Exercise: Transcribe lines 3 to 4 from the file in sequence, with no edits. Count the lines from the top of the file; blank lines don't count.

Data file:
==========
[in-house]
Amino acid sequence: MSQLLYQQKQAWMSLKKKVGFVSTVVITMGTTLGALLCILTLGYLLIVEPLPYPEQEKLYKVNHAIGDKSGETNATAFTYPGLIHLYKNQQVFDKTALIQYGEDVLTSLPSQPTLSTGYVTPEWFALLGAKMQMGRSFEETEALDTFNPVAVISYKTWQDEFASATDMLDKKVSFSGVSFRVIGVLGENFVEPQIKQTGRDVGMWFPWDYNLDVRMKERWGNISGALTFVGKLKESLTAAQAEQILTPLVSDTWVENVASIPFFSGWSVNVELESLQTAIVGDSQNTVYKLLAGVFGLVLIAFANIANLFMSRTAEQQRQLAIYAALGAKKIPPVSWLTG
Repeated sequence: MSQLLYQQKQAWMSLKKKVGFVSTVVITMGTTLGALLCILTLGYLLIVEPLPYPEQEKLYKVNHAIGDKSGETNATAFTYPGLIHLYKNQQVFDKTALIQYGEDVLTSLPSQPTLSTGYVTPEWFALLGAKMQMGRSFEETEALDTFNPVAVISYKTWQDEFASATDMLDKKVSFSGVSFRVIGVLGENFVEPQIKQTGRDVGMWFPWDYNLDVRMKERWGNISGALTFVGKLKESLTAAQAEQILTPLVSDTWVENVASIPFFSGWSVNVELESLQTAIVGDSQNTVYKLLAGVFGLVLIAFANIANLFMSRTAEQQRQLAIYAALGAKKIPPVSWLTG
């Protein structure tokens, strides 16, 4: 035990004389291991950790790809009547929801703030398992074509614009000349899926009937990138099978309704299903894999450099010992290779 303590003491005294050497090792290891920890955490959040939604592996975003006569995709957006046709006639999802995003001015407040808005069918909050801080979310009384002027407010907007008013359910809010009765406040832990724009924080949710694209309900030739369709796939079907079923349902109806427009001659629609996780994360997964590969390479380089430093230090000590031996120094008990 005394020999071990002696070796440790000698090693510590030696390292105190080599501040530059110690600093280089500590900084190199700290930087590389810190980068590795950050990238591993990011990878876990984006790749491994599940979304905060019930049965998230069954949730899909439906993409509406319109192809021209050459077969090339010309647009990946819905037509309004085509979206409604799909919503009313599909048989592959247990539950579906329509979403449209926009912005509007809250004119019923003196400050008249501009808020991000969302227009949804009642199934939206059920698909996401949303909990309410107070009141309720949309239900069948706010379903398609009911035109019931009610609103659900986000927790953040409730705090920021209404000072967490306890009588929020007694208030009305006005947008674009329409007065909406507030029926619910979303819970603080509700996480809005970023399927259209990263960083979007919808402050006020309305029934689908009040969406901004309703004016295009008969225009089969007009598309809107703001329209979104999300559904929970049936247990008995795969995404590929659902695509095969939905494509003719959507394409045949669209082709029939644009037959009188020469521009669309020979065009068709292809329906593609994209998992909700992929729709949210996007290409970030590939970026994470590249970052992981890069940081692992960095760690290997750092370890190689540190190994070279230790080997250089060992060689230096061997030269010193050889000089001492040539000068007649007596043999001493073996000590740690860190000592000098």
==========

Repeated sequence: MSQLLYQQKQAWMSLKKKVGFVSTVVITMGTTLGALLCILTLGYLLIVEPLPYPEQEKLYKVNHAIGDKSGETNATAFTYPGLIHLYKNQQVFDKTALIQYGEDVLTSLPSQPTLSTGYVTPEWFALLGAKMQMGRSFEETEALDTFNPVAVISYKTWQDEFASATDMLDKKVSFSGVSFRVIGVLGENFVEPQIKQTGRDVGMWFPWDYNLDVRMKERWGNISGALTFVGKLKESLTAAQAEQILTPLVSDTWVENVASIPFFSGWSVNVELESLQTAIVGDSQNTVYKLLAGVFGLVLIAFANIANLFMSRTAEQQRQLAIYAALGAKKIPPVSWLTG
């Protein structure tokens, strides 16, 4: 035990004389291991950790790809009547929801703030398992074509614009000349899926009937990138099978309704299903894999450099010992290779 303590003491005294050497090792290891920890955490959040939604592996975003006569995709957006046709006639999802995003001015407040808005069918909050801080979310009384002027407010907007008013359910809010009765406040832990724009924080949710694209309900030739369709796939079907079923349902109806427009001659629609996780994360997964590969390479380089430093230090000590031996120094008990 005394020999071990002696070796440790000698090693510590030696390292105190080599501040530059110690600093280089500590900084190199700290930087590389810190980068590795950050990238591993990011990878876990984006790749491994599940979304905060019930049965998230069954949730899909439906993409509406319109192809021209050459077969090339010309647009990946819905037509309004085509979206409604799909919503009313599909048989592959247990539950579906329509979403449209926009912005509007809250004119019923003196400050008249501009808020991000969302227009949804009642199934939206059920698909996401949303909990309410107070009141309720949309239900069948706010379903398609009911035109019931009610609103659900986000927790953040409730705090920021209404000072967490306890009588929020007694208030009305006005947008674009329409007065909406507030029926619910979303819970603080509700996480809005970023399927259209990263960083979007919808402050006020309305029934689908009040969406901004309703004016295009008969225009089969007009598309809107703001329209979104999300559904929970049936247990008995795969995404590929659902695509095969939905494509003719959507394409045949669209082709029939644009037959009188020469521009669309020979065009068709292809329906593609994209998992909700992929729709949210996007290409970030590939970026994470590249970052992981890069940081692992960095760690290997750092370890190689540190190994070279230790080997250089060992060689230096061997030269010193050889000089001492040539000068007649007596043999001493073996000590740690860190000592000098």